Saskatchewan, Canada–based indie horror publisher DarkLit Press, helmed by Andrew Robert and distributed in the U.S. and Canada by Ingram, has announced a series of new initiatives in recent months. In July, it established two imprints, Truborn Press and Hedone Books. Truborn will focus on “weird, strange horror,” according to managing editor Kristina Osborn. Sex-positive imprint Hedone will “marry a love of horror with erotica and romance,” according to DarkLit author and editor Caitlin Marceau.

DarkLit also announced a partnership, known as the Unholy Alliance, with audiobook company Fright Night Audio, a venture from audiobook narrator Joe Hempel. And on October 10, it touted a new strategic partnership with Independent Artists Group. According to a statement, working with IAG will “open new avenues for authors and their works” across the performing arts, improving DarkLit creators’ access to artist representation and film and TV possibilities.

Increased attention to the horror genre spurred Robert’s interest in creating new imprints and fortifying industry connections. Robert sees a growing demand for bizarre and romance-driven content in horror, as well as for racial and gender diversity among horror authors and characters. “I spend a lot of time reviewing books and being engaged with readers, and I know for certain my readers love horror-romance and even erotica,” he said. “I’m very open to hearing from anybody, and we are looking for marginalized voices. We want different perspectives, and I think that’s what readers want as well.”

The new imprints will develop nightmare fuel in those areas. Hedone and Truborn will publish edgy “works that aren’t afraid to go outside what the Big Five are publishing” in horror, Robert said, including supernatural, LGBTQ, and psychological content. “A lot of our authors expand outside of the genre, and our readers are hungry for it.”

At Hedone, Marceau, who lives in Montreal, intends to “carve out a space for people who enjoy dark and horrifying stories that will really upset you,” with the addition of sex and romance. DarkLit has published her queer novella This Is Where We Talk Things Out, and a collection of psychological and body horror about womanhood, and will publish her debut novel, It Wasn’t Supposed to Go Like This, in November. Marceau seeks manuscripts, art, and audio focused on “queer erotic fright,” and has signed three authors so far for 2024.

Osborn, who lives in western Washington state, came to DarkLit as a cover designer with expertise in digital media and a preference for what she calls “flip-your-world-upside-down” surrealism. She’s on the lookout for “hidden gems,” especially from people of color, disabled authors, and queer writers.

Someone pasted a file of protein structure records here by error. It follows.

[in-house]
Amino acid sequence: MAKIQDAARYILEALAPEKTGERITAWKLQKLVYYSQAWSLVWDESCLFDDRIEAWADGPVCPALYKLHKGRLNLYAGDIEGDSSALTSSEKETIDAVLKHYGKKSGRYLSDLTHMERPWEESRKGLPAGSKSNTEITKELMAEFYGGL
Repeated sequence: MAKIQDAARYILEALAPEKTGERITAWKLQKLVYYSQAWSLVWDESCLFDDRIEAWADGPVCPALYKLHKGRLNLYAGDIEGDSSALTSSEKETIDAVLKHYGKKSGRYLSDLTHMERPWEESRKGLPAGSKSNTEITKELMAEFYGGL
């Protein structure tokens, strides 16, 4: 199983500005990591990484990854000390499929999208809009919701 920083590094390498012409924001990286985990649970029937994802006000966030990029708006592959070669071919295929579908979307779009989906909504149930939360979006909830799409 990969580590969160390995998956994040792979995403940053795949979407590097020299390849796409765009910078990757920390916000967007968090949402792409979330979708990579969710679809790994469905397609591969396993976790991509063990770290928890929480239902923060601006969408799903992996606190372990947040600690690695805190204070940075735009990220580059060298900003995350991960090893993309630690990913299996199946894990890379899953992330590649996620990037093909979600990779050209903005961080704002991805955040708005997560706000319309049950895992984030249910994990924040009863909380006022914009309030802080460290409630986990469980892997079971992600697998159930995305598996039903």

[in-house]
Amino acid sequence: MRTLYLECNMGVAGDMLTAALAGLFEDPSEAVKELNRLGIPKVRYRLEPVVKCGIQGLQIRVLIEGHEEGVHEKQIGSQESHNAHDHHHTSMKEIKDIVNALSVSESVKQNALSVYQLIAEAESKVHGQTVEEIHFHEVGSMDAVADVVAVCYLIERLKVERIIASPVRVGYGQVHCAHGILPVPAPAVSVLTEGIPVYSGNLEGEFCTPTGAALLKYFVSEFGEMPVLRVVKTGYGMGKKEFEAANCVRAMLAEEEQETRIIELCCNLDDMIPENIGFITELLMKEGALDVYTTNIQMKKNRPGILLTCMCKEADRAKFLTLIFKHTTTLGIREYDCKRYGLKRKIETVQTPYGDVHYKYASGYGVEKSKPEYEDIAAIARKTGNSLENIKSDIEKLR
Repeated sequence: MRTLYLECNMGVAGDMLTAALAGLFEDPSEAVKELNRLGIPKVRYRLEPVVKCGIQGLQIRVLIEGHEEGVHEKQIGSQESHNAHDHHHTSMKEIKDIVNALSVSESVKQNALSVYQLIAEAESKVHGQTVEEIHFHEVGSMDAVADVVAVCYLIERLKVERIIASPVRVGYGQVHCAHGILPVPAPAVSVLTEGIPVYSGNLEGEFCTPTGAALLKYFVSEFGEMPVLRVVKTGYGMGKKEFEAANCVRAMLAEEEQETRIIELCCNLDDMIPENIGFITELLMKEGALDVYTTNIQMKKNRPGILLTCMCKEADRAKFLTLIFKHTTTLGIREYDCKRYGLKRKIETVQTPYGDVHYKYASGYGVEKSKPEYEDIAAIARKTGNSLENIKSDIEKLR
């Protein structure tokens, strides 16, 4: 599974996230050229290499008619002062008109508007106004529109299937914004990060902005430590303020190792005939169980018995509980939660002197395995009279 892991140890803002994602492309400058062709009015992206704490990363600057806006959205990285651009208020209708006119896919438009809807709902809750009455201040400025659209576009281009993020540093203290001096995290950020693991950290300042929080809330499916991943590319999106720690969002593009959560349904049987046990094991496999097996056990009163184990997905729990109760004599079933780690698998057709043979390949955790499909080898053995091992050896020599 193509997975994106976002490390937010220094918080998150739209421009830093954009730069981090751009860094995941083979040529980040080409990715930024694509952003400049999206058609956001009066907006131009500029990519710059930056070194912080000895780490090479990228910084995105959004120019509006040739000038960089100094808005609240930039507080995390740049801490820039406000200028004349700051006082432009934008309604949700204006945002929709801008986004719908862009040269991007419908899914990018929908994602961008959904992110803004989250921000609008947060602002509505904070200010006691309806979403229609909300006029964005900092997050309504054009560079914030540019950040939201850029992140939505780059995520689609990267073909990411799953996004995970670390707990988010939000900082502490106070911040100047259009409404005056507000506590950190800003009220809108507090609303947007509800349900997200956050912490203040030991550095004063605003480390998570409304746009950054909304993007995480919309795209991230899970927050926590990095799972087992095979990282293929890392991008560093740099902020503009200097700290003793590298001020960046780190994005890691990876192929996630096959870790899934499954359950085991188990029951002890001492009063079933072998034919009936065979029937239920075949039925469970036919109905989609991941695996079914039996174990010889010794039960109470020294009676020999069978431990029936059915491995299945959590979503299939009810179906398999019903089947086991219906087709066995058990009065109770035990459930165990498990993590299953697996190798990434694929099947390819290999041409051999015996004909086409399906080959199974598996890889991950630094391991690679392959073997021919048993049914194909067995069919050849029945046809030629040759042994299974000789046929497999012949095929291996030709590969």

“Social media and marketing is my knack,” Osborn said. “I tweeted, ‘Hey, I’m thinking of putting a weird horror anthology together,’ and the activity was ridiculous—it was so much more than I thought it would be.” Truborn’s first publication will be a novel by Kenya Moss-Dyme, slated for 2024.

DarkLit offers novels, novellas, and stories in print, digital, and audio formats, building accessibility into its titles, and they sign authors from all over. Robert has authors from Canada, the U.S., the U.K., and Australia. “I wanted to accommodate everybody I possibly could,” he said, noting that he is legally blind and appreciates multimedia options. “I’m in the process of getting everything into large print,” he said, while remaining attentive to affordability.

Robert brings audiences to DarkLit’s website with free-to-read downloads, using e-books platform BookFunnel, and offers perks through a subscription-based newsletter, Deadly Dispatch, that also gives readers access to three anthologies. He just concluded a preorder campaign for a standalone collection of dark speculative fiction with pirate themes, DarkLit Sails, which includes titles by Damien Casey, Alyson Hasson, and Zachary Rosenberg.

“We utilize marketing tactics of successful authors who don’t want to go the traditional publishing route,” Robert said, “and we connect with readers through other authors that use BookFunnel as well. It’s been a massive way for us to drive newsletter subscribers and retain an audience that we might not normally reach.”

Bookstores are an essential part of DarkLit’s planning too. Robert estimated that DarkLit has a presence in “2,400 to 3,000 bookstores in the U.S. and around 1,400 in Canada.” Readers who buy a print copy receive a coupon for the digital download. In addition, DarkLit titles find readers through subscription book boxes sold by queer-owned horror indie Little Ghosts Books (based in Toronto) and by Latinx- and woman-owned website Dark Remedies.

“We stand in solidarity with bookstores and small businesses, and we want to do everything that we can to support them,” Robert said. “If bookstores want to cut deals, we’re willing to offer books at cost for book boxes. We want to do everything we can to get readers in the door for them.”

DarkLit audiobooks are on the way through Hempel’s Fright Night Audio, too. Hempel started up audio company Fireside Horror, which was acquired in 2022 and became Fireside Audio. In July, he began Fright Night Audio and he is working with DarkLit, Wicked House Publishing, and more than 20 independent authors. “I wanted a place where indie horror, fans, authors, and narrators can come together, create content, and get more appreciation,” Hempel said.

Robert believes the time is now for horror across platforms and genres: “Our niche is really breaking out at this at this moment.”